Determinants of Cone and Rod Functions in Geographic Atrophy: AI-Based Structure-Function Correlation


To investigate the association between retinal microstructure and cone and rod function in geographic atrophy (GA) secondary to age-related macular degeneration (AMD) by using artificial intelligence (AI) algorithms. Prospective, observational case series. 8.4 years old; 22 females) from a tertiary referral hospital were included. Mesopic, dark-adapted (DA) cyan and red sensitivities were assessed by using fundus-controlled perimetry (“microperimetry”); and retinal microstructure was assessed by using spectral-domain optical-coherence-tomography (SD-OCT), fundus autofluorescence (FAF), and near-infrared-reflectance (IR) imaging. Layer thicknesses and intensities and FAF and IR intensities were extracted for each test point. The cross-validated mean absolute error (MAE) was evaluated for random forest-based predictions of retinal sensitivity with and without patient-specific training data and percentage of increased mean-squared error (%IncMSE) as measurement of feature importance. Retinal sensitivity was predicted with a MAE of 4.64 dB for mesopic, 4.89 dB for DA cyan, and 4.40 dB for DA red testing in the absence of patient-specific data. Partial addition of patient-specific sensitivity data to the training sets decreased the MAE to 2.89 dB, 2.86 dB, and 2.77 dB. For all 3 types of testing, the outer nuclear layer thickness constituted the most important predictive feature (35.0, 42.22, and 53.74 %IncMSE). Spatially resolved mapping of “inferred sensitivity” revealed regions with differential degrees of mesopic and DA cyan sensitivity loss outside of the GA lesions. “Inferred sensitivity” accurately reflected retinal function in patients with GA. Mapping of “inferred sensitivity” could facilitate monitoring of disease progression and serve as “quasi functional” surrogate outcome in clinical trials, especially in consideration of retinal regions beyond areas of GA.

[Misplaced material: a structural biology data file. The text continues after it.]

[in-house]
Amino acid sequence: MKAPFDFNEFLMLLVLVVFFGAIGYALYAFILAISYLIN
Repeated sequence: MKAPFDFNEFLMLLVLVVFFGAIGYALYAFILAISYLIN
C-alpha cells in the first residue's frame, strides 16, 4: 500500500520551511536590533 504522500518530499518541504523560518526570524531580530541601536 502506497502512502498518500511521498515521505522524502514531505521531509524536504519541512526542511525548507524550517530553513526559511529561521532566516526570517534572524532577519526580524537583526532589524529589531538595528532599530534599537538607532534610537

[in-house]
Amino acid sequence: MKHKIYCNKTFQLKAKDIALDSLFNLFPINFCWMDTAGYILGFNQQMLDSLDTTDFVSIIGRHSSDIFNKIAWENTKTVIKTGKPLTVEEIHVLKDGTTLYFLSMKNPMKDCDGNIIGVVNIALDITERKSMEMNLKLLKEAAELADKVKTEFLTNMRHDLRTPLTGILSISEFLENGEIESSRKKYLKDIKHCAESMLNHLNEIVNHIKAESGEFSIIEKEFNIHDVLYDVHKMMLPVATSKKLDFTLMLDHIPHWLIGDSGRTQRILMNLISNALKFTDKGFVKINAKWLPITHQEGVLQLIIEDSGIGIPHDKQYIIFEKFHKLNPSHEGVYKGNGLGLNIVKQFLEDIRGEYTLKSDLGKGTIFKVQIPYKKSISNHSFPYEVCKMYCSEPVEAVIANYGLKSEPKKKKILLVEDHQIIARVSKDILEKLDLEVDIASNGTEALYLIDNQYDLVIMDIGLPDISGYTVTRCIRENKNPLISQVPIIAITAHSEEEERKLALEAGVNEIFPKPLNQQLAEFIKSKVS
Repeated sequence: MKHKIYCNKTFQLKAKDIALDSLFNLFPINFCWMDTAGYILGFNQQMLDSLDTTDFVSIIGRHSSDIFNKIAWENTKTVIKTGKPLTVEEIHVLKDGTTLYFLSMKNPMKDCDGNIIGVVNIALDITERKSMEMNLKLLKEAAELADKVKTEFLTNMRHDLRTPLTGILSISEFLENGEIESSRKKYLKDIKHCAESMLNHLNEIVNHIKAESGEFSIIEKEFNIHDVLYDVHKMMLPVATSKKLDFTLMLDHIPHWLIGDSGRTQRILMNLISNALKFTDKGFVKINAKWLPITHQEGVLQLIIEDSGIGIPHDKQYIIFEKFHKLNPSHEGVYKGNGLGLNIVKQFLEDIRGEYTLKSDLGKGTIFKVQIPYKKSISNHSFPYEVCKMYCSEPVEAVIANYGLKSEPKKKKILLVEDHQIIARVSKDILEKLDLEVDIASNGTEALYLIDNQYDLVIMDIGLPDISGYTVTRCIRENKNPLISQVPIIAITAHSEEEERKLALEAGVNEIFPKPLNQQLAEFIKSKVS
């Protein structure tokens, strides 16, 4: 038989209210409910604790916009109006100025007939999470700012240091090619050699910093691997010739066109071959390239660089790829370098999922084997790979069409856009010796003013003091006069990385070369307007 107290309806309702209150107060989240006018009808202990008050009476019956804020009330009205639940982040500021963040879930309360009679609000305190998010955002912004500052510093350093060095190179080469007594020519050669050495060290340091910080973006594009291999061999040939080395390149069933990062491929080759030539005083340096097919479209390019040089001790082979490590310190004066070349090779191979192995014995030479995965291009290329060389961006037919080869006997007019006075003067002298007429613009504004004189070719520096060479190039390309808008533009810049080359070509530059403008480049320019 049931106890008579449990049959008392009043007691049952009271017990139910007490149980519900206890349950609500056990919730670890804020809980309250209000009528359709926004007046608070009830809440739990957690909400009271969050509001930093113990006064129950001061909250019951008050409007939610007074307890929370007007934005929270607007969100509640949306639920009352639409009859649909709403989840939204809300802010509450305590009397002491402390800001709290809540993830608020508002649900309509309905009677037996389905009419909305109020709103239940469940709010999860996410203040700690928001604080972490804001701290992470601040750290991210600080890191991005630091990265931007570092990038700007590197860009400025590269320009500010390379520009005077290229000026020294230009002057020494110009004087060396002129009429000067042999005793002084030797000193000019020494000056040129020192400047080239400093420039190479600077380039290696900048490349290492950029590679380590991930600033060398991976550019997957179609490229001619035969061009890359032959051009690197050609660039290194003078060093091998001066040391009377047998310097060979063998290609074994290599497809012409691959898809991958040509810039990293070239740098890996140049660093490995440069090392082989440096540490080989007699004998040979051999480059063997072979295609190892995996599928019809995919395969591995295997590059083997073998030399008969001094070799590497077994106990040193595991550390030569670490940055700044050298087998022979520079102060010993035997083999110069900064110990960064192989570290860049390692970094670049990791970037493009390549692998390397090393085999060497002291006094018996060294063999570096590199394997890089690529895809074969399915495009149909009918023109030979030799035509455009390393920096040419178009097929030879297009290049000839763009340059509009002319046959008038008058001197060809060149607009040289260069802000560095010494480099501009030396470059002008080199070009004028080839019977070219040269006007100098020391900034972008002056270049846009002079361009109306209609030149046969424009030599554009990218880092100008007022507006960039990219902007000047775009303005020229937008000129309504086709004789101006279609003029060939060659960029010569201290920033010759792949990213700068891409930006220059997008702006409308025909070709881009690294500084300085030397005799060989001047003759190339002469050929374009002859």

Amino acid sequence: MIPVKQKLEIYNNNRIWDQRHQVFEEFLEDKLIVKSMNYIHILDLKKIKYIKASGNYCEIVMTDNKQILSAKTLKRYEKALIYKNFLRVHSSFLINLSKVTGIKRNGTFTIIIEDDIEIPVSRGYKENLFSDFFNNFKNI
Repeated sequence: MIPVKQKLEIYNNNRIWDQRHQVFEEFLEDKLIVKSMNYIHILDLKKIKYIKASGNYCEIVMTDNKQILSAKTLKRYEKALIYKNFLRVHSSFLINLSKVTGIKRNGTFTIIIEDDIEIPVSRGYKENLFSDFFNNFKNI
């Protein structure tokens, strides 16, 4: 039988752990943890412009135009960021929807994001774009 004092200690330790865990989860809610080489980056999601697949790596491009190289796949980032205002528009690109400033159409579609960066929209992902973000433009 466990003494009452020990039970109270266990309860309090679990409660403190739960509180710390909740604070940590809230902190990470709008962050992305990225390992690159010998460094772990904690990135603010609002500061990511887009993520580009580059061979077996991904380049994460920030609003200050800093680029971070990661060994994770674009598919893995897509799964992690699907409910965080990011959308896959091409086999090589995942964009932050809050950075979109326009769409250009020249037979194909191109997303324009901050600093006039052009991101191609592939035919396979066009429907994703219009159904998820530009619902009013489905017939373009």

Am J Ophthalmol